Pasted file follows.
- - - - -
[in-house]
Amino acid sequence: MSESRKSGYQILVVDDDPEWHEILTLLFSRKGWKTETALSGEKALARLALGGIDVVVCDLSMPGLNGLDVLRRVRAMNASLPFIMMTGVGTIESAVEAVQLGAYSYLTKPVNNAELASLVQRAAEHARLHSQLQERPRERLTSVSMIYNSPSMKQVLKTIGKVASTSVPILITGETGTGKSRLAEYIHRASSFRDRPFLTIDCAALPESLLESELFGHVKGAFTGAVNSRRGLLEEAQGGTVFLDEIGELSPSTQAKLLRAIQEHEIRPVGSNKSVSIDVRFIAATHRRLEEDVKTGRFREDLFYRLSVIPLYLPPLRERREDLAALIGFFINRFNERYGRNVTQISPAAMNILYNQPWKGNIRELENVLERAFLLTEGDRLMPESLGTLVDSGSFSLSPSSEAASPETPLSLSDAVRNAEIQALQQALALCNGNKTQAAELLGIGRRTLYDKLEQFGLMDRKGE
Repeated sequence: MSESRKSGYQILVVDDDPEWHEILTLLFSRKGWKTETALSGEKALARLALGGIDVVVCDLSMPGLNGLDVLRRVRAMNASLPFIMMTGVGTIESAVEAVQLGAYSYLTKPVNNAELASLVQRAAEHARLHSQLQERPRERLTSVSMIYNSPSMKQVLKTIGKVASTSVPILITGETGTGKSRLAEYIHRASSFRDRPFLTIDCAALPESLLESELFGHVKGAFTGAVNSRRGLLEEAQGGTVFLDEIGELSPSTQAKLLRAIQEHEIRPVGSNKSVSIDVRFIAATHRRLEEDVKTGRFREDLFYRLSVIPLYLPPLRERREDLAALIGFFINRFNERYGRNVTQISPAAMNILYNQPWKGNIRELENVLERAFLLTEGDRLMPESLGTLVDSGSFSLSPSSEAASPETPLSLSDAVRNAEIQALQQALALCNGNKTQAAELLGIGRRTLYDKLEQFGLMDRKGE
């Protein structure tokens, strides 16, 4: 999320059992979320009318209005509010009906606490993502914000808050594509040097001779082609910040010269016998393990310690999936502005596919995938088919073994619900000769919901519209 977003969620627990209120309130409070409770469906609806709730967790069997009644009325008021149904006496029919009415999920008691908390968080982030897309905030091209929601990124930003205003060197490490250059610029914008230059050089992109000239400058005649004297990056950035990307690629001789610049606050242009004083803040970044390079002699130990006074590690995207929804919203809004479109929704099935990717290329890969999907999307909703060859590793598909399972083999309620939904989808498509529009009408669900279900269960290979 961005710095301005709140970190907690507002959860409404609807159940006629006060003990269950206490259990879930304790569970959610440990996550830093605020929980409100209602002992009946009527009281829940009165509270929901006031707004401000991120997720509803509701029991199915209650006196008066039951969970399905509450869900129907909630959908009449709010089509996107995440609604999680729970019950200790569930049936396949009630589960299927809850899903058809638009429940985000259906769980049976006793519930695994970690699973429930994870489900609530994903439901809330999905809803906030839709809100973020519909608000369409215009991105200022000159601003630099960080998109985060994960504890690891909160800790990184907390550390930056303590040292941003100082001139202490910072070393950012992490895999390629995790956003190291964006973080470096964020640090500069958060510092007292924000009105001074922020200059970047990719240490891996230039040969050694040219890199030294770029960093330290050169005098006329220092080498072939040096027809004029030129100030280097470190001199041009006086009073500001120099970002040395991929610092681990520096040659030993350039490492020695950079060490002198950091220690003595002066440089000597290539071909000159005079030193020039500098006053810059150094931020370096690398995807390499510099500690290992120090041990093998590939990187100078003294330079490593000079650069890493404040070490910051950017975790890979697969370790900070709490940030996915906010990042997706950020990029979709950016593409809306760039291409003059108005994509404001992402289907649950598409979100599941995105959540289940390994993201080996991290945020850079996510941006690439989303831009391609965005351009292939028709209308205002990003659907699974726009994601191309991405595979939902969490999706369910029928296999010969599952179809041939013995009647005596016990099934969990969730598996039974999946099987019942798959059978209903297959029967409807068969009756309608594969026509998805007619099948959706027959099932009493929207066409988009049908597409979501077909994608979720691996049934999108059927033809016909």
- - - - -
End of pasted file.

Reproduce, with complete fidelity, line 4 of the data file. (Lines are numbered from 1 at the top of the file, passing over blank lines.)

């Protein structure tokens, strides 16, 4: 999320059992979320009318209005509010009906606490993502914000808050594509040097001779082609910040010269016998393990310690999936502005596919995938088919073994619900000769919901519209 977003969620627990209120309130409070409770469906609806709730967790069997009644009325008021149904006496029919009415999920008691908390968080982030897309905030091209929601990124930003205003060197490490250059610029914008230059050089992109000239400058005649004297990056950035990307690629001789610049606050242009004083803040970044390079002699130990006074590690995207929804919203809004479109929704099935990717290329890969999907999307909703060859590793598909399972083999309620939904989808498509529009009408669900279900269960290979 961005710095301005709140970190907690507002959860409404609807159940006629006060003990269950206490259990879930304790569970959610440990996550830093605020929980409100209602002992009946009527009281829940009165509270929901006031707004401000991120997720509803509701029991199915209650006196008066039951969970399905509450869900129907909630959908009449709010089509996107995440609604999680729970019950200790569930049936396949009630589960299927809850899903058809638009429940985000259906769980049976006793519930695994970690699973429930994870489900609530994903439901809330999905809803906030839709809100973020519909608000369409215009991105200022000159601003630099960080998109985060994960504890690891909160800790990184907390550390930056303590040292941003100082001139202490910072070393950012992490895999390629995790956003190291964006973080470096964020640090500069958060510092007292924000009105001074922020200059970047990719240490891996230039040969050694040219890199030294770029960093330290050169005098006329220092080498072939040096027809004029030129100030280097470190001199041009006086009073500001120099970002040395991929610092681990520096040659030993350039490492020695950079060490002198950091220690003595002066440089000597290539071909000159005079030193020039500098006053810059150094931020370096690398995807390499510099500690290992120090041990093998590939990187100078003294330079490593000079650069890493404040070490910051950017975790890979697969370790900070709490940030996915906010990042997706950020990029979709950016593409809306760039291409003059108005994509404001992402289907649950598409979100599941995105959540289940390994993201080996991290945020850079996510941006690439989303831009391609965005351009292939028709209308205002990003659907699974726009994601191309991405595979939902969490999706369910029928296999010969599952179809041939013995009647005596016990099934969990969730598996039974999946099987019942798959059978209903297959029967409807068969009756309608594969026509998805007619099948959706027959099932009493929207066409988009049908597409979501077909994608979720691996049934999108059927033809016909």